High Impact Business Learning Communities

  • By Natalie Shaak
LeBow Learning Community Students in Residence Hall

This fall, LeBow’s new Business Learning Community (BLC) members are receiving additional support as part of the new legacy program. The program was created by LeBow students with financial support from Dean’s Advisory Board member Bruce Fischer ’77, MBA ’83. It was piloted last year and groups LeBow alumni and upperclass BLC members with first-year students to offer networking and support throughout the year and ensure their success at the University.

This is just one way learning communities are offering impactful experiences to LeBow students. They also incorporate a number of innovative educational “high-impact practices” identified by the Association of American Colleges and Universities that greatly impact student success. These include first-year experience programs, integrated community learning, faculty engagement outside the classroom, and global and service learning, which have been at the center of LeBow’s learning communities for the past 15 years.

With both academic and residential learning communities, LeBow is able to engage a large number of students each year in activities and conversations outside the classroom that contribute to their retention and overall success at Drexel and beyond.

Working closely with LeBow learning communities over the past 10 years, clinical professor and Director of General Business Studies Chris Finnin, EdD, saw the impact they were making, which lead him to focus on them for his doctoral dissertation.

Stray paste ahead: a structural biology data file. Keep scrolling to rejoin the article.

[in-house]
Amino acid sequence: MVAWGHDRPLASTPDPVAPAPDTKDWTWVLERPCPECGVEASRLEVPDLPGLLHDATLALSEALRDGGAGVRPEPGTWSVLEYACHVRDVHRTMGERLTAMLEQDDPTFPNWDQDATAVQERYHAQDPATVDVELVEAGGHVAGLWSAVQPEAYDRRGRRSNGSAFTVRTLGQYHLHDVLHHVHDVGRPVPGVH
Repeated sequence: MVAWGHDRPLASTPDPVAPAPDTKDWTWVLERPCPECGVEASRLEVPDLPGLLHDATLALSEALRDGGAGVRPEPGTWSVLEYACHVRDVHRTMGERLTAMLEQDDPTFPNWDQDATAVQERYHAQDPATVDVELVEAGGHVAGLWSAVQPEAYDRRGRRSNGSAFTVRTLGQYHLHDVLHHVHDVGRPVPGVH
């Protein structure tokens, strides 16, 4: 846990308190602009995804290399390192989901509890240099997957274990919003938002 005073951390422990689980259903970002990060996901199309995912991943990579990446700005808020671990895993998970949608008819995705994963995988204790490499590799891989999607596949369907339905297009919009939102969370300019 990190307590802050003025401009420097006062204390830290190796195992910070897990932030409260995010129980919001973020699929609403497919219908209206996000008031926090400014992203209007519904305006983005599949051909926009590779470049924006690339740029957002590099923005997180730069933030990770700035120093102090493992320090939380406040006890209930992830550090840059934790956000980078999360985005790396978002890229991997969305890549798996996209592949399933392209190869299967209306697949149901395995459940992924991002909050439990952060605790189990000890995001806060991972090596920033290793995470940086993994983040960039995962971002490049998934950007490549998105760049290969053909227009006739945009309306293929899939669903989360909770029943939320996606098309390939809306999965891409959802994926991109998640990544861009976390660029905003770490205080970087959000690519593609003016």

“I had the opportunity to watch our learning community students move into leadership positions in LeBow and the University,” he said. “I wanted to see just how the learning community was shaping their academic career and growth as leaders.”

His research looked specifically at the BLC and the impact it has on student success and retention. He compared the academic achievement and engagement of BLC members and non-BLC business students in their third year at the University and found results that mirror other national studies.

Despite engaging in similar coursework during their time at Drexel, BLC students reported significantly higher understanding of global issues and higher perception of their creative thinking skills, leadership abilities and study skills than non-BLC students.

Additionally, BLC members had higher grades and reported feeling more connected to the campus community overall, which is a key piece in student retention.

“The interaction students have with their peers within the community moves from the social aspect to the academic and back again,” says Finnin. “This interaction helps provide students with support in multiple aspects of their life at LeBow — from having someone to eat lunch with,
vent with about math homework or having a shoulder to lean on when homesick.”

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